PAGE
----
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AHDB Pork Country Reports

15 January 2013

BPEX / AHDB Country Reports - Brazil January 2013BPEX / AHDB Country Reports - Brazil January 2013

Brazil is the third largest producer of pig meat outside the EU, after China and the US. It is also a major exporter, providing competition for the US and EU, particularly in lower value markets such as Russia. Health issues, including outbreaks of FMD and use of the growth hormone Ractopamine have limited Brazilian access to some major markets in recent years. However, with parts of the country now FMD-free, Brazil is now able to resume exports to countries such as China, Japan and the US, although volumes are expected to remain low in the short-term. Per capita pig meat consumption is relatively low in Brazil but it has risen rapidly in recent years, although it is still well behind consumption of beef and chicken.
BPEX / AHDB Country Reports

Pig Numbers

At the start of 2012, the Brazilian pig herd was estimated to total 38.3 million head. This was nearly five per cent higher than a year earlier, largely due to improved sow productivity as the breeding herd was little changed at 2.9 million head. Nearly half of Brazilian pigs are located in the three southern states of Santa Catarina, Rio Grande do Sul and Paraná. These are also the main exporting states, given their proximity to some of Brazil’s major ports.


During the first half of 2012, Brazilian pig slaughterings totalled 17.6 million head, nearly five per cent higher than during the same period last year. This marks the continuation of a strong upward trend in production which has been apparent in recent years; slaughterings in 2011 were seven per cent up on 2010 levels. Pig meat production in the first half of 2011 totalled 1.71 million tonne, also a five per cent year-on-year increase.

Production growth slowed during the spring as the financial situation of producers worsened due to lower prices and rising input costs. Provisional data suggest that supplies have tightened further over the summer, with slaughterings below 2011 levels, particularly in August.

Brazilian Pig Slaughterings

Source: IBGE


The Brazilian pork export trade suffered mixed fortunes during the first nine months of 2012. Overall, exports were 11 per cent higher than in the same period of 2011. However, in the first half of the year, shipments were little changed. In contrast, year-on-year growth of over a third was recorded in the third quarter.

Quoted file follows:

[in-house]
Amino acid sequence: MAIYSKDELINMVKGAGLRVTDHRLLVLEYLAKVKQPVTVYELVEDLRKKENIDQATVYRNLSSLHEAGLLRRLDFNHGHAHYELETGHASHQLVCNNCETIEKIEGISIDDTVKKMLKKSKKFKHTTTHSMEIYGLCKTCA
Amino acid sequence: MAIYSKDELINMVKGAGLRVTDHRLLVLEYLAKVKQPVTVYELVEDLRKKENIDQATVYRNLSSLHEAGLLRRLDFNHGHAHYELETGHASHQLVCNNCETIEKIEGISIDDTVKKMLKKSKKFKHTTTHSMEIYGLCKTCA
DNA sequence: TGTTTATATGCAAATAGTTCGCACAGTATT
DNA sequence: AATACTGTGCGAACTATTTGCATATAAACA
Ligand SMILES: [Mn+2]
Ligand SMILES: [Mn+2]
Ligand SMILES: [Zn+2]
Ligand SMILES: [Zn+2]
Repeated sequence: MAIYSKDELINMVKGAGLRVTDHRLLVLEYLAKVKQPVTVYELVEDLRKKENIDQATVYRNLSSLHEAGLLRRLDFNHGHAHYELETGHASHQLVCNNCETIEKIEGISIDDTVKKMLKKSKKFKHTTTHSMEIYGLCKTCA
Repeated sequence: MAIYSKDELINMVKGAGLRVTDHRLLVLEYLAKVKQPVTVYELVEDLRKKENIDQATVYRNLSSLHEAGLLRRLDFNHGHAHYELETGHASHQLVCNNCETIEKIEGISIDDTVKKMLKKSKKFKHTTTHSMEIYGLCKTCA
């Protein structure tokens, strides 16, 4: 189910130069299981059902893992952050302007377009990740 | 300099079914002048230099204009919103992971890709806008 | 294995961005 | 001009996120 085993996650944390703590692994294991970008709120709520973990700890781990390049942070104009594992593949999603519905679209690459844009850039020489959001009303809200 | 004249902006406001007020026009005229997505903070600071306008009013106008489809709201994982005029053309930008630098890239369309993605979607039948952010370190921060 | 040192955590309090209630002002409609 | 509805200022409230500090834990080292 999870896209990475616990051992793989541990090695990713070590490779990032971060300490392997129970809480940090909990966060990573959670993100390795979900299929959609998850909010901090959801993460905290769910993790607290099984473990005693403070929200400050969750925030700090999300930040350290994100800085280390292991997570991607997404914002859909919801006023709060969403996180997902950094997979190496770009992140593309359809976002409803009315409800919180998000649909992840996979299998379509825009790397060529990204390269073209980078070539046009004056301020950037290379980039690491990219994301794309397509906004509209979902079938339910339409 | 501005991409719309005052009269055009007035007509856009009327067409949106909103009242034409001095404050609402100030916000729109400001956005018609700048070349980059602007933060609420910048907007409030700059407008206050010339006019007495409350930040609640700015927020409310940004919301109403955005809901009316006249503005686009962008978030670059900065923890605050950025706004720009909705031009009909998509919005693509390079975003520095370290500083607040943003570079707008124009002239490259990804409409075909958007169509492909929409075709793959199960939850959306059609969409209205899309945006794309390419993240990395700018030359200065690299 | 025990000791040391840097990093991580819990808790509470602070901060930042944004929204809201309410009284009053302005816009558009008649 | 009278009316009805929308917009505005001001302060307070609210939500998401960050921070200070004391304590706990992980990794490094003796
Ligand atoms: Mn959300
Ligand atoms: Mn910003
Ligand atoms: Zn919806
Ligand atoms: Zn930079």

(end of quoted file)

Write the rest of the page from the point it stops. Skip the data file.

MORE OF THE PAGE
The turnaround was largely due to the gradual recovery of exports to Russia, traditionally the largest market for Brazilian pork. This trade was disrupted by a ban on shipments from the three main exporting regions imposed by the Russian authorities in June 2011. Although it was partially lifted by the start of 2012, the restrictions meant that shipments to Russia in the first half of 2012 were only just over half their level in 2011. By the third quarter, exports were back to around two-thirds of their level in 2010 and were much higher than in this period of 2011.

January – September Exports

Source: Foreign Trade Secretartiat, GTIS

With increased supplies available to ship elsewhere, Brazil expanded its exports to several other markets. Notable among them was Ukraine, which took more than twice as much Brazilian pork as during the same period last year, becoming the largest country market.

In the first quarter, Hong Kong was also a significant growth market, almost matching the quantities taken by Ukraine. However, since then demand has weakened and shipments for the year to date were slightly lower than a year earlier. Smaller growth markets included Angola, Singapore and Georgia. Uruguay also took more Brazilian pork but neighbouring Argentina took much less than last year. Brazil was approved to export to China in January but shipments only amounted to 2,600 tonnes by the end of September.


Brazilian pig prices were low through much of the first half of 2012, particularly during the spring when prices were around R$2.00 (65p) per kg liveweight. This was the result of plentiful supplies, high stock levels in cold stores and subdued export demand, particularly due to the lower shipments to Russia. Prices reached their lowest point for three years and led to severe financial difficulties as production costs increased as a result of the global upturn in feed prices.

Brazilian Hog Price (Centre South Region)

Source: Satas & Mercado

Over the Brazilian winter, tightening supplies of pigs coupled with improving export demand combined to push prices higher, reaching about R$2.60 (80p) per kg liveweight. Prices typically rise in the second half of the year as export demand peaks in the run up to Christmas. Nevertheless, with input costs remaining high, producers remain financially vulnerable.


The steady increase in Brazilian pig meat production is set to continue over the coming year. Slaughterings are forecast to increase by two per cent for 2012 as a whole with a further increase of four per cent next year. However, with carcase weights gradually diminishing, pig meat production will increase more slowly, with growth forecast to be one per cent this year and two per cent in 2013.

With pork exports now back to the level recorded prior to the Russian import ban, shipments for 2012 as a whole are likely to be higher than in 2011. Further growth can be expected in 2013, assuming that there is no recurrence of health problems which have restricted exports in the past. This will leave only a modest increase in supplies available for domestic consumption, meaning growth will slow to around one per cent per annum.

Brazilian Pig Meat Production and Consumption Forecasts

January 2013

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